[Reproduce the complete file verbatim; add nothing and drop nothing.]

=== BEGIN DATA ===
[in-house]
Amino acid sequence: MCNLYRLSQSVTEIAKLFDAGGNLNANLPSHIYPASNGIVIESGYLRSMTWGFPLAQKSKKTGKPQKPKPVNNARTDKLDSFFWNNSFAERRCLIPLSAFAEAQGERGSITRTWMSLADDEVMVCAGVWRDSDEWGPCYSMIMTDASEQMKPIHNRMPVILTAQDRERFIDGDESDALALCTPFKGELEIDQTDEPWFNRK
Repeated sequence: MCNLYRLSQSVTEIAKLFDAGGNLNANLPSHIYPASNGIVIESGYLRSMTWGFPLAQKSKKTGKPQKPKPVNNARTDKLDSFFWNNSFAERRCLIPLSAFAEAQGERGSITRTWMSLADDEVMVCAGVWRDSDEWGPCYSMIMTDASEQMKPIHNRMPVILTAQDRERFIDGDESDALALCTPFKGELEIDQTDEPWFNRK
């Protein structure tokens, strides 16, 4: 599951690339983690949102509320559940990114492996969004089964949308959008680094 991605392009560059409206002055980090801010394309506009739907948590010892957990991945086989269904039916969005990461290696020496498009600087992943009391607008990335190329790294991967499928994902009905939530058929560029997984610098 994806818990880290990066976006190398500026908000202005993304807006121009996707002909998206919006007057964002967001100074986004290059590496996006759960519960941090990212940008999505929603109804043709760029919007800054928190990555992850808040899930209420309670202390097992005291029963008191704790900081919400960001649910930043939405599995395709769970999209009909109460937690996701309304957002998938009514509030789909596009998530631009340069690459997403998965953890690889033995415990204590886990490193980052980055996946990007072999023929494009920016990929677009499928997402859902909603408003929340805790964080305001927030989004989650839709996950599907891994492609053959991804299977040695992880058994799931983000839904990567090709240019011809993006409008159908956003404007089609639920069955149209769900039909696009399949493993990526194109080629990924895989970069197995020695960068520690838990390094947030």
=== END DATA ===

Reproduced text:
[in-house]
Amino acid sequence: MCNLYRLSQSVTEIAKLFDAGGNLNANLPSHIYPASNGIVIESGYLRSMTWGFPLAQKSKKTGKPQKPKPVNNARTDKLDSFFWNNSFAERRCLIPLSAFAEAQGERGSITRTWMSLADDEVMVCAGVWRDSDEWGPCYSMIMTDASEQMKPIHNRMPVILTAQDRERFIDGDESDALALCTPFKGELEIDQTDEPWFNRK
Repeated sequence: MCNLYRLSQSVTEIAKLFDAGGNLNANLPSHIYPASNGIVIESGYLRSMTWGFPLAQKSKKTGKPQKPKPVNNARTDKLDSFFWNNSFAERRCLIPLSAFAEAQGERGSITRTWMSLADDEVMVCAGVWRDSDEWGPCYSMIMTDASEQMKPIHNRMPVILTAQDRERFIDGDESDALALCTPFKGELEIDQTDEPWFNRK
């Protein structure tokens, strides 16, 4: 599951690339983690949102509320559940990114492996969004089964949308959008680094 991605392009560059409206002055980090801010394309506009739907948590010892957990991945086989269904039916969005990461290696020496498009600087992943009391607008990335190329790294991967499928994902009905939530058929560029997984610098 994806818990880290990066976006190398500026908000202005993304807006121009996707002909998206919006007057964002967001100074986004290059590496996006759960519960941090990212940008999505929603109804043709760029919007800054928190990555992850808040899930209420309670202390097992005291029963008191704790900081919400960001649910930043939405599995395709769970999209009909109460937690996701309304957002998938009514509030789909596009998530631009340069690459997403998965953890690889033995415990204590886990490193980052980055996946990007072999023929494009920016990929677009499928997402859902909603408003929340805790964080305001927030989004989650839709996950599907891994492609053959991804299977040695992880058994799931983000839904990567090709240019011809993006409008159908956003404007089609639920069955149209769900039909696009399949493993990526194109080629990924895989970069197995020695960068520690838990390094947030």